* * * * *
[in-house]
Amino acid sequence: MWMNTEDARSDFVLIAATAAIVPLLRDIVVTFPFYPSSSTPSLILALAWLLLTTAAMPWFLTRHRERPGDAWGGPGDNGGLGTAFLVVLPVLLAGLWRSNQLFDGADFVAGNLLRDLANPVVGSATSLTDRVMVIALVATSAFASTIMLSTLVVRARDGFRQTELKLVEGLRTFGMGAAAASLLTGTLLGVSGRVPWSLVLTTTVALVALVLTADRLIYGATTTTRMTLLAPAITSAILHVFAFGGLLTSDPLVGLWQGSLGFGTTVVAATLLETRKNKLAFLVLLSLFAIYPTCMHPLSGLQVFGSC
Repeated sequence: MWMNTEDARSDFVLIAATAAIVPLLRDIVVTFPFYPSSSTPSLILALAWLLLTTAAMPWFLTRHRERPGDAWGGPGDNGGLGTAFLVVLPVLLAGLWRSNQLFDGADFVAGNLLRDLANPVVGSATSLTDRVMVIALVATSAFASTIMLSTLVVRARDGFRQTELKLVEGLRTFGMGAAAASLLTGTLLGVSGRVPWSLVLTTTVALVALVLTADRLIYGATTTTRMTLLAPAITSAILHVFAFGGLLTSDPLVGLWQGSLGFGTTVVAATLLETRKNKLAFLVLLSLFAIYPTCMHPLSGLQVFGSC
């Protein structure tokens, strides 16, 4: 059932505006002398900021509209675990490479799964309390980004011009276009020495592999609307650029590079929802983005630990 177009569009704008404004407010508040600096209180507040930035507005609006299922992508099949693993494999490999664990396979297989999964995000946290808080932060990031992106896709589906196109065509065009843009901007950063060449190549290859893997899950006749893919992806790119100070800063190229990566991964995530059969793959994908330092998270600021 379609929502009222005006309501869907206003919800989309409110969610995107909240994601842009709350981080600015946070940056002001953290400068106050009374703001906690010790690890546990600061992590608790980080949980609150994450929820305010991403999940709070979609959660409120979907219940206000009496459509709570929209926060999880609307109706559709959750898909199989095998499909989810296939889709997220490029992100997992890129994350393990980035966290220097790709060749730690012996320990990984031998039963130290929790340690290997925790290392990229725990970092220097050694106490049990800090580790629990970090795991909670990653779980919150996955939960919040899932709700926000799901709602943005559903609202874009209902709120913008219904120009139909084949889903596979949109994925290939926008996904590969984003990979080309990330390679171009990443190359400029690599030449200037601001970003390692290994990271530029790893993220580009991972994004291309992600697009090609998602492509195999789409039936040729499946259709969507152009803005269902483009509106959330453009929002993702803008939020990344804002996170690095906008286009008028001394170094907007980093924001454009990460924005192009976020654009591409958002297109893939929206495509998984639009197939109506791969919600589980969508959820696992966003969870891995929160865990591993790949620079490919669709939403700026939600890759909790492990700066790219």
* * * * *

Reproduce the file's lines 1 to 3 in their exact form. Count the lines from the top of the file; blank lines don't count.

[in-house]
Amino acid sequence: MWMNTEDARSDFVLIAATAAIVPLLRDIVVTFPFYPSSSTPSLILALAWLLLTTAAMPWFLTRHRERPGDAWGGPGDNGGLGTAFLVVLPVLLAGLWRSNQLFDGADFVAGNLLRDLANPVVGSATSLTDRVMVIALVATSAFASTIMLSTLVVRARDGFRQTELKLVEGLRTFGMGAAAASLLTGTLLGVSGRVPWSLVLTTTVALVALVLTADRLIYGATTTTRMTLLAPAITSAILHVFAFGGLLTSDPLVGLWQGSLGFGTTVVAATLLETRKNKLAFLVLLSLFAIYPTCMHPLSGLQVFGSC
Repeated sequence: MWMNTEDARSDFVLIAATAAIVPLLRDIVVTFPFYPSSSTPSLILALAWLLLTTAAMPWFLTRHRERPGDAWGGPGDNGGLGTAFLVVLPVLLAGLWRSNQLFDGADFVAGNLLRDLANPVVGSATSLTDRVMVIALVATSAFASTIMLSTLVVRARDGFRQTELKLVEGLRTFGMGAAAASLLTGTLLGVSGRVPWSLVLTTTVALVALVLTADRLIYGATTTTRMTLLAPAITSAILHVFAFGGLLTSDPLVGLWQGSLGFGTTVVAATLLETRKNKLAFLVLLSLFAIYPTCMHPLSGLQVFGSC